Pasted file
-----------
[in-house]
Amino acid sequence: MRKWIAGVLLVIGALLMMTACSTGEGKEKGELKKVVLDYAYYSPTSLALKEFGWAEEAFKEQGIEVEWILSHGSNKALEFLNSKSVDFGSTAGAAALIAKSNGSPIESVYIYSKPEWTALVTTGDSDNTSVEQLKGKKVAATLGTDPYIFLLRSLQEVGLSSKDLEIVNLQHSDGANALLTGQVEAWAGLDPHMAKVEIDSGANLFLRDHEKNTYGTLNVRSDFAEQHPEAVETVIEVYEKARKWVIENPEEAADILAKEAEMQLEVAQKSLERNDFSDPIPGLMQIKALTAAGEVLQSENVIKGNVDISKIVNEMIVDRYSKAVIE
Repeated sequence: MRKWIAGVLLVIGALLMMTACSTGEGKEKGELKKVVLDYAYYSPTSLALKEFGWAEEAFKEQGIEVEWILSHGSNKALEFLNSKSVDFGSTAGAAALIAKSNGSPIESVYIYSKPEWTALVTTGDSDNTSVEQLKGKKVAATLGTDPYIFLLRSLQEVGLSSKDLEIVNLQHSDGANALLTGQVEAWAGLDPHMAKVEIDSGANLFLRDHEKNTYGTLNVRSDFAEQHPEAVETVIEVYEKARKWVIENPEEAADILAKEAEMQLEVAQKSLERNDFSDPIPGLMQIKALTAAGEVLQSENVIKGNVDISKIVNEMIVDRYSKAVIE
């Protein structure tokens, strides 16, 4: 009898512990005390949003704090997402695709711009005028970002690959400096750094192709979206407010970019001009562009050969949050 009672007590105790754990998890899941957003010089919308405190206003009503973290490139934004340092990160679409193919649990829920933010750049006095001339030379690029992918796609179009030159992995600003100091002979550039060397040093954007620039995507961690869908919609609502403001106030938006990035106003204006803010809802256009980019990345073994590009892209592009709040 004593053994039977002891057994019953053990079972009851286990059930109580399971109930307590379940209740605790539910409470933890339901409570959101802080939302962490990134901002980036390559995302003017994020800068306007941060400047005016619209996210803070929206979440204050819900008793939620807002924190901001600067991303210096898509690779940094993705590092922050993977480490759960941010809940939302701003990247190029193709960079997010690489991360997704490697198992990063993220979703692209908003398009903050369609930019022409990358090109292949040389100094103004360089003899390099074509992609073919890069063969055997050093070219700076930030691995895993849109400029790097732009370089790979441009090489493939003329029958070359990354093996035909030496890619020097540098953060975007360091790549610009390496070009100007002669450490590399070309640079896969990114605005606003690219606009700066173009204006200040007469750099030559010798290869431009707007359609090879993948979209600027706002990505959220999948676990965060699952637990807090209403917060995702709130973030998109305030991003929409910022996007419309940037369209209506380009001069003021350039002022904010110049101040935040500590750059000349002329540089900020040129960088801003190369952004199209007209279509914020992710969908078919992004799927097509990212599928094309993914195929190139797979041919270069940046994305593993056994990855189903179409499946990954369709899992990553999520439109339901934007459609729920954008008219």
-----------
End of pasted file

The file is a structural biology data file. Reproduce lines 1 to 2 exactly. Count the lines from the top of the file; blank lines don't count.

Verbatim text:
[in-house]
Amino acid sequence: MRKWIAGVLLVIGALLMMTACSTGEGKEKGELKKVVLDYAYYSPTSLALKEFGWAEEAFKEQGIEVEWILSHGSNKALEFLNSKSVDFGSTAGAAALIAKSNGSPIESVYIYSKPEWTALVTTGDSDNTSVEQLKGKKVAATLGTDPYIFLLRSLQEVGLSSKDLEIVNLQHSDGANALLTGQVEAWAGLDPHMAKVEIDSGANLFLRDHEKNTYGTLNVRSDFAEQHPEAVETVIEVYEKARKWVIENPEEAADILAKEAEMQLEVAQKSLERNDFSDPIPGLMQIKALTAAGEVLQSENVIKGNVDISKIVNEMIVDRYSKAVIE